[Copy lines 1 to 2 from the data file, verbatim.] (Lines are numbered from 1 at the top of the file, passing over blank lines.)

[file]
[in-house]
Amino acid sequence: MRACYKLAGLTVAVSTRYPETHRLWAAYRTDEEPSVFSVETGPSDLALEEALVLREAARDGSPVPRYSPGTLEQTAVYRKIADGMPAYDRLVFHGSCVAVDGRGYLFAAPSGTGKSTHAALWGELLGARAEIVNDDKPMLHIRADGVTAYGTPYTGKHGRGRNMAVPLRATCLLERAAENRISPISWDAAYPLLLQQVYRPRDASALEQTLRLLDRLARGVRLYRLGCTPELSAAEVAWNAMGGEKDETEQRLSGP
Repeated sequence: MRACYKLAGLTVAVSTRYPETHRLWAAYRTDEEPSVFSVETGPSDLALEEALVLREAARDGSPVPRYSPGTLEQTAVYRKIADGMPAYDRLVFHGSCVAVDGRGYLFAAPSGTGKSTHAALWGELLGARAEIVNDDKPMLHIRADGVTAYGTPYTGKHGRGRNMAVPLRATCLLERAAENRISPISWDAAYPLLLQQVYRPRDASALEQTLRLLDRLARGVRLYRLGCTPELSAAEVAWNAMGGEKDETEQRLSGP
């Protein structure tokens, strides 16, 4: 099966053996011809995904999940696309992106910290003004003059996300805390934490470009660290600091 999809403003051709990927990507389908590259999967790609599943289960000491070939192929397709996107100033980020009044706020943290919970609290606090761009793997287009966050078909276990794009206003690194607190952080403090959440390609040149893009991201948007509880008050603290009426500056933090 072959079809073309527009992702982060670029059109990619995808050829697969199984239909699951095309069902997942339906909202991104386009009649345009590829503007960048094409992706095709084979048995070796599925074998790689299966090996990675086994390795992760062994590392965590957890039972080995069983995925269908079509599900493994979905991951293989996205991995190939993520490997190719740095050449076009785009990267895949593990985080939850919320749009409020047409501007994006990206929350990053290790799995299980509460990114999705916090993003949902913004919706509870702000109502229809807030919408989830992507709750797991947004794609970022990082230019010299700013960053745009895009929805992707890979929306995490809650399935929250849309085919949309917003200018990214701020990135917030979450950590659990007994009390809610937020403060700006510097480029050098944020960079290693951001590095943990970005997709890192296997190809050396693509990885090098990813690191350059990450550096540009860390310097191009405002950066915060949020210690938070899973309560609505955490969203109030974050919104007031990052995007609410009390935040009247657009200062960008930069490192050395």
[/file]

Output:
[in-house]
Amino acid sequence: MRACYKLAGLTVAVSTRYPETHRLWAAYRTDEEPSVFSVETGPSDLALEEALVLREAARDGSPVPRYSPGTLEQTAVYRKIADGMPAYDRLVFHGSCVAVDGRGYLFAAPSGTGKSTHAALWGELLGARAEIVNDDKPMLHIRADGVTAYGTPYTGKHGRGRNMAVPLRATCLLERAAENRISPISWDAAYPLLLQQVYRPRDASALEQTLRLLDRLARGVRLYRLGCTPELSAAEVAWNAMGGEKDETEQRLSGP